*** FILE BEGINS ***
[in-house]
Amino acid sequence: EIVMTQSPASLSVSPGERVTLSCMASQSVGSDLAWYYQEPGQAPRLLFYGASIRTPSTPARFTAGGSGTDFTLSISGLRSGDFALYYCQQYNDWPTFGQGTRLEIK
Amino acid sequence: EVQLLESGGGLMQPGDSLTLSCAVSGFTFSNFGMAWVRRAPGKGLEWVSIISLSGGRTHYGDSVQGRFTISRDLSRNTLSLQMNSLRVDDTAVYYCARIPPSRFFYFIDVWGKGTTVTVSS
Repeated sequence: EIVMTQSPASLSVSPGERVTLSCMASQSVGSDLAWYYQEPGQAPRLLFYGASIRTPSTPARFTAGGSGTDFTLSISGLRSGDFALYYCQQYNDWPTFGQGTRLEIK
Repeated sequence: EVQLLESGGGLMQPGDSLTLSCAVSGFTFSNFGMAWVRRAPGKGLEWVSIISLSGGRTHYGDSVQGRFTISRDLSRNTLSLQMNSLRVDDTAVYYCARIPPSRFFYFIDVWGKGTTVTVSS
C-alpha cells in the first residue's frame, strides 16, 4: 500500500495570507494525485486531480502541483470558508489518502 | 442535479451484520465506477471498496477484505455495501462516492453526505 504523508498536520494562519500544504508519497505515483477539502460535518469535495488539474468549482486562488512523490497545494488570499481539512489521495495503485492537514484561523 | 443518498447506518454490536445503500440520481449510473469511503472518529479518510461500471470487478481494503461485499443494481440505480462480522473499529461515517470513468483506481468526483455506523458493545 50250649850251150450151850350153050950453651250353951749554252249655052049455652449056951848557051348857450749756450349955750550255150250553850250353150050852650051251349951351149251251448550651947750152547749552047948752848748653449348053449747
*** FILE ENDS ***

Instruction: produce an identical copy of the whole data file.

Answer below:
[in-house]
Amino acid sequence: EIVMTQSPASLSVSPGERVTLSCMASQSVGSDLAWYYQEPGQAPRLLFYGASIRTPSTPARFTAGGSGTDFTLSISGLRSGDFALYYCQQYNDWPTFGQGTRLEIK
Amino acid sequence: EVQLLESGGGLMQPGDSLTLSCAVSGFTFSNFGMAWVRRAPGKGLEWVSIISLSGGRTHYGDSVQGRFTISRDLSRNTLSLQMNSLRVDDTAVYYCARIPPSRFFYFIDVWGKGTTVTVSS
Repeated sequence: EIVMTQSPASLSVSPGERVTLSCMASQSVGSDLAWYYQEPGQAPRLLFYGASIRTPSTPARFTAGGSGTDFTLSISGLRSGDFALYYCQQYNDWPTFGQGTRLEIK
Repeated sequence: EVQLLESGGGLMQPGDSLTLSCAVSGFTFSNFGMAWVRRAPGKGLEWVSIISLSGGRTHYGDSVQGRFTISRDLSRNTLSLQMNSLRVDDTAVYYCARIPPSRFFYFIDVWGKGTTVTVSS
C-alpha cells in the first residue's frame, strides 16, 4: 500500500495570507494525485486531480502541483470558508489518502 | 442535479451484520465506477471498496477484505455495501462516492453526505 504523508498536520494562519500544504508519497505515483477539502460535518469535495488539474468549482486562488512523490497545494488570499481539512489521495495503485492537514484561523 | 443518498447506518454490536445503500440520481449510473469511503472518529479518510461500471470487478481494503461485499443494481440505480462480522473499529461515517470513468483506481468526483455506523458493545 50250649850251150450151850350153050950453651250353951749554252249655052049455652449056951848557051348857450749756450349955750550255150250553850250353150050852650051251349951351149251251448550651947750152547749552047948752848748653449348053449747